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Insider threat is a term many people are familiar with. The problem is that when people hear this term, they immediately...
think of malicious, evil insiders that are deliberately causing harm to an organization.
While the "malicious" insider threat will always be a concern, many may be surprised to learn that it isn't the primary area of damage for most organizations today. The main point of compromise for many attacks today is the "accidental" insider.
The accidental insider is someone who honestly and earnestly believes he is doing his job well and presents no threat to his employer, but is tricked or manipulated into allowing someone to cause harm to the organization.
When looking at attacks today, most people think external attacks are the biggest problem for organizations and where they need to focus most of their energy. However, it is important to distinguish between the source of an attack and the cause of damage. While the source of most attacks is absolutely external, the cause of damage is often the accidental insider. Adversaries recognize that it is too hard to directly break into servers and compromise an organization externally. It is much easier to target an insider, trick that person into opening an attachment or clicking on a link through social engineering, and then leverage his system as a point of compromise.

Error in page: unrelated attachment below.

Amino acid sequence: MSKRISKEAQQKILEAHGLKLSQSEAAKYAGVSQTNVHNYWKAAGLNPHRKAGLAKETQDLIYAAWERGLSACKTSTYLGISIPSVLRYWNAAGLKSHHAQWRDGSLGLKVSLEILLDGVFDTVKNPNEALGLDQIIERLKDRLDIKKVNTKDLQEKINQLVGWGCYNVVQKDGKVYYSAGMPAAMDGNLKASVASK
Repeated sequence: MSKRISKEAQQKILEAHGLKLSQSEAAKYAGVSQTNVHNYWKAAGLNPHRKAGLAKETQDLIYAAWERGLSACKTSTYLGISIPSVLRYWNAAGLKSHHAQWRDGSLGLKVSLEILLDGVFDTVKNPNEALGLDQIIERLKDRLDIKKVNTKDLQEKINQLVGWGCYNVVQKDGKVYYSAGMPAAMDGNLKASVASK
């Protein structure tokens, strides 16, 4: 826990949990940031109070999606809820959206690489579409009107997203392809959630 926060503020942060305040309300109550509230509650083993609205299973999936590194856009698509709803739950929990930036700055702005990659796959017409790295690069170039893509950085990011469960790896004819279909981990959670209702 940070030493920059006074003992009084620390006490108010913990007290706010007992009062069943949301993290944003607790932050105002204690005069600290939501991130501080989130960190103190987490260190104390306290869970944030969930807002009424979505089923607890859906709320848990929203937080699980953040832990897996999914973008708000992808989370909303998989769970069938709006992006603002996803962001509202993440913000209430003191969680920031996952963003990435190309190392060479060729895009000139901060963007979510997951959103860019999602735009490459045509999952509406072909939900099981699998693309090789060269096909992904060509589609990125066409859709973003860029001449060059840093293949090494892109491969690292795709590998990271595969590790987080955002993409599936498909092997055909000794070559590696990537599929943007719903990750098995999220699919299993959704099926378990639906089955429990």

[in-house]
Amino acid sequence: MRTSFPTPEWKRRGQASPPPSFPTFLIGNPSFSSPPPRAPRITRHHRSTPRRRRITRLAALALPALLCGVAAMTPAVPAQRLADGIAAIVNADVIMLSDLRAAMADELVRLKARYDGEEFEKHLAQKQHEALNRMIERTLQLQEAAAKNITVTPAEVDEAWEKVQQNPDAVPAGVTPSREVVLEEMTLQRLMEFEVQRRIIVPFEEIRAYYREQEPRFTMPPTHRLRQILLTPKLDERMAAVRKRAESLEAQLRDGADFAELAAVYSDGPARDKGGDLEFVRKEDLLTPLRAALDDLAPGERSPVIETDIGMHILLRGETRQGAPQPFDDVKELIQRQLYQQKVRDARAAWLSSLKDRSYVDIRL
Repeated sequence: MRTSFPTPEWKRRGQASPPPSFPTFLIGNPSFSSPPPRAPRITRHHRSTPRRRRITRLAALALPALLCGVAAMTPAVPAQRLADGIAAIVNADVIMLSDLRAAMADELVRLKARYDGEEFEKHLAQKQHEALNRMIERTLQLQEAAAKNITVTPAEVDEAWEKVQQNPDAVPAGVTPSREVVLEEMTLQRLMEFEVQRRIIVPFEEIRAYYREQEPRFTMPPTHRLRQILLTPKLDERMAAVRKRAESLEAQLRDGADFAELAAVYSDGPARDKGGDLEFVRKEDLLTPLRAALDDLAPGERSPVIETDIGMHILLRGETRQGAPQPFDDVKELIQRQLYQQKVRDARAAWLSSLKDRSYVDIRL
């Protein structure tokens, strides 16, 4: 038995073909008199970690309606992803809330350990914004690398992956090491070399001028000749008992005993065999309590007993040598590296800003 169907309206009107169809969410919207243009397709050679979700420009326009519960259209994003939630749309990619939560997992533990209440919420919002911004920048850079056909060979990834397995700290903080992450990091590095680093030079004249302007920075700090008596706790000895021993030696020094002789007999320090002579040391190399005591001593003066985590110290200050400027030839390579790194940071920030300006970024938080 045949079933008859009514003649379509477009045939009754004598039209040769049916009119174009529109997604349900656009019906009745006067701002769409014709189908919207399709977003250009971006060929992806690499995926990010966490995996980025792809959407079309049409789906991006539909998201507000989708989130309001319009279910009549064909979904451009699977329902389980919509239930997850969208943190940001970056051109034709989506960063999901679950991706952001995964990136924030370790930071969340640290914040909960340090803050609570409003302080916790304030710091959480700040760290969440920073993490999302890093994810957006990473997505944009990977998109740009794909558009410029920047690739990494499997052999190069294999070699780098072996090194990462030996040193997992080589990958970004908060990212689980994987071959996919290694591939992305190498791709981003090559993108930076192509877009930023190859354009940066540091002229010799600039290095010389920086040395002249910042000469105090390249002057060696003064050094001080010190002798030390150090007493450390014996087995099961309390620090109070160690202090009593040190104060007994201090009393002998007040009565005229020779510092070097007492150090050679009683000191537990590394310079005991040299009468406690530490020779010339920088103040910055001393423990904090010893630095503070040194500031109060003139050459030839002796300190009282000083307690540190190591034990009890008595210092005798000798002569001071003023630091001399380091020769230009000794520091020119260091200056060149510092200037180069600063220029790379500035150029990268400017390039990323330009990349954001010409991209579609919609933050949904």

What can an organization do to properly protect itself against insider threats? Most organizations believe greater security awareness is the answer to minimizing accidental insider attacks; this means ensuring employees better understand the dangers and exposures. While I am a big fan of awareness, organizations have to remember that no solution will solve every problem.
Awareness is good for basic attacks where there is something visibly wrong with the email or information received by the user. However, with advanced adversaries and more sophisticated phishing attacks, the information received looks identical to real communication, thus the reason it is often successful. Awareness will not help in this case. The solution to these sophisticated attacks is to remove the vector of attack.
Insider threats are often targeted by attachments in email or embedded Web links that are used to cause harm and compromise a system. The following are four categories of actionable controls that enterprises can put in place to minimize the harm of the unintentional insider attacks.
Two of the most potentially harmful applications on computers today are Web browsers and email clients; they are typically the most common points of entry for malware. Steps can be taken to limit the capability of those applications, but doing so also affects legitimate functionality that is often required to conduct key business processes.
Therefore, one solution is to run dangerous applications in separate virtual machines. Every time the application is launched, it runs in an isolated VM. If it is malicious, any infections would occur only in the VM, and there is no harm to the host operating system. When the application is closed, the VM is closed and any harmful activity is also controlled. In this case, a system is only infected for a short period in a controlled environment and there is minimal long-term impact. Additionally, this solution has no impact to the user while significantly impacting the ability of the adversary to cause harm.